Savannah Marshall Stops Hannah Rankin for WBO Title and More Results
By David A. Avila
England’s Savannah Marshall slowly and deliberately dissected Scotland’s Hannah Rankin to win the vacant WBO middleweight world title by stoppage on Saturday. There was no disputing the end.
Marshall (9-0, 7 KOs) built an entire reputation on a single amateur win, but showed she has the goods in the professional fight world by soundly defeating Rankin (9-5) at the fan less Wembley Arena in London, England.
Many years ago Marshall defeated current super welterweight world champion Claressa Shields in an amateur fight. That decision win has been used by her and her supporters to point to superiority and other taunts.
But against former world champion Rankin, the tall power-hitting British fighter took her time in examining the Scottish fighter’s style and then simply went to work.
Using angles and long rangy punches Marshall kept Rankin off-balance and probed repeatedly with rights and winging lefts. For the first three rounds Rankin was able to fend off attacks with head movement and sharp counters. After winning the first round Rankin discovered that it was merely the beginning.
Marshall increased the tempo in the fourth round and began circling to the right and left while punching and creating angles for Rankins counters. Though not every blow landed occasionally the left or right would connect. Rankin also connected but found it harder to land flush.
Quickly it was apparent that Marshall gained almost complete control with her constant punching. Very few were telegraphed but the punches kept coming and Rankin found it more difficult to slip. For the next three rounds including the fourth it was all Marshall who kept the pressure on Rankin.
In the seventh round a Marshall right uppercut landed flush under Rankins chin and wobbled the Scottish fighter. Though she remained upright it was clear she was hurt and Marshall unloaded a barrage that eventually forced Rankin to take a knee. The referee gave her a count and then waved the fight over at 1:59 of the seventh round.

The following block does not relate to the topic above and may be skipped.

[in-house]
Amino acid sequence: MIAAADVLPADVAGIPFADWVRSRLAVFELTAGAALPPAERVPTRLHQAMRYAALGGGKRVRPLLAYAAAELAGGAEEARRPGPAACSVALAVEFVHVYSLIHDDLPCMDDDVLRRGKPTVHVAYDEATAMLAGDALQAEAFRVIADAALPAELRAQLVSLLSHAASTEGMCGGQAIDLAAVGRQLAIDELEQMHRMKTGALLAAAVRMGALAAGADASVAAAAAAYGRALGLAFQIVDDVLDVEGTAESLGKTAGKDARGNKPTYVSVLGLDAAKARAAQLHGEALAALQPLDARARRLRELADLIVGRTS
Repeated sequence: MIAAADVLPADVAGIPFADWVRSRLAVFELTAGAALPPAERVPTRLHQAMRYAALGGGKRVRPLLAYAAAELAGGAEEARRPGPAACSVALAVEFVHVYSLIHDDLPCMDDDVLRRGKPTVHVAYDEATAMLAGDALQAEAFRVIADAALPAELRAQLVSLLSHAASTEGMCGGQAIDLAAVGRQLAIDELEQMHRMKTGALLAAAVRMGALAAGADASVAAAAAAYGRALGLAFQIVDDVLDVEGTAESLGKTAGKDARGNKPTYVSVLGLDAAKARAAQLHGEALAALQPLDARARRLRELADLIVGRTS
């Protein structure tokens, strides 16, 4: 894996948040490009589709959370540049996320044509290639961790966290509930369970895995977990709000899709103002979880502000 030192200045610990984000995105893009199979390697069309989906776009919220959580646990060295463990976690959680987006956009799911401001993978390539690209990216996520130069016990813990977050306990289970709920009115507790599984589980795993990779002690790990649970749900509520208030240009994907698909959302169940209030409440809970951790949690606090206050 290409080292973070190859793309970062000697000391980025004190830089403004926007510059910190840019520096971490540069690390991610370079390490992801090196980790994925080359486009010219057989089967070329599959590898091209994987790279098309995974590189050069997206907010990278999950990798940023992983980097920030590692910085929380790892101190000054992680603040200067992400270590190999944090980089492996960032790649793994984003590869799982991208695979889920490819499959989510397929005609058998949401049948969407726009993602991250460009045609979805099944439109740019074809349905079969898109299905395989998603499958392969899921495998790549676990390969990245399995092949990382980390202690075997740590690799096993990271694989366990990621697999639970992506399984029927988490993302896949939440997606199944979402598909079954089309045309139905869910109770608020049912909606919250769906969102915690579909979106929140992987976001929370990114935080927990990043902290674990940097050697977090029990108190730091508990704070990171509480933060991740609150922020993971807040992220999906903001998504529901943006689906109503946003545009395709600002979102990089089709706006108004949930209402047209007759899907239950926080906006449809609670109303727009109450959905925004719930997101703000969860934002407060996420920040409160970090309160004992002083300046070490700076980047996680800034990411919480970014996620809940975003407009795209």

“I watched the other Matchroom girls get their chances and I thought when is my chance ever going to come,” said Marshall. “Tonight it did. And I grabbed it with both hands.”
The win by Marshall sets her up for possible unification fights with other middleweight titlists such as Ema Kozin, former champion Christina Hammer and of course the former undisputed middleweight titlist Claressa Shields who now rules the super welterweight division.
“The only reason Claressa’s got the belt is because she got there before me. Not because she is better than me,” said Marshall. “I know that she don’t want none of me.”
Shields responded immediately via social media to promoter Eddie Hearn: “Send the contract with them 0’s$ attached.”
Super bantam title
A super bantamweight clash for the new British Commonwealth title between undefeated fighters Carly Skelly (3-0-1) and Amy Timlin (4-0-1) ended in a split draw despite the seemingly clear success by the fighter from Liverpool.
Skelly, a southpaw, charged in under the blows of Timlin and quickly found a home for repeated left hands. It was a formula that found success throughout the fight for Liverpool’s Skelly.
But apparently Timlin, who was the large betting favorite, convinced judges she was successful enough to win the fight on one judge’s card and a draw on another. She did have success in the fourth and fifth rounds when she was able to use her footwork and combinations at long range.
Most of the fight was fought inside where Skelly took advantage by slipping under Timlin’s blows and then countered with lefts up the middle between the guard. It proved successful for most of the fight.
In the final round Skelly pummeled Timlin’s body and moved up to the head. It seemed clear that Skelly dominated the last round.
After 10 rounds, one judge surprisingly scored it 96-95 for Timlin while another had it 97-96 for Skelly. A third saw it 95-95 thus making it a split draw.
More super bantams
Ramla Ali (1-0) used her abundance of talent to plow through the ultra-determined Eva Hubmayer (1-1) and win by unanimous decision after six rounds in a super bantamweight match.
Ali, a former amateur star originally from Somalia, was able to display her height, speed and length against the shorter and stockier Hubmayer. But despite the rapid fire blows Hubmayer just would not quit. It was a gutsy performance by Hubmayer who is originally from Germany. She just could not match the physical advantages and skills of Ali who won 60-54 according to the judge and referee.
“It was good to start with a win. But it was a bit messy,” said Ali, 31. “A bit of up of up and down.”
(Photo by Mark Robinson/Matchroom Boxing)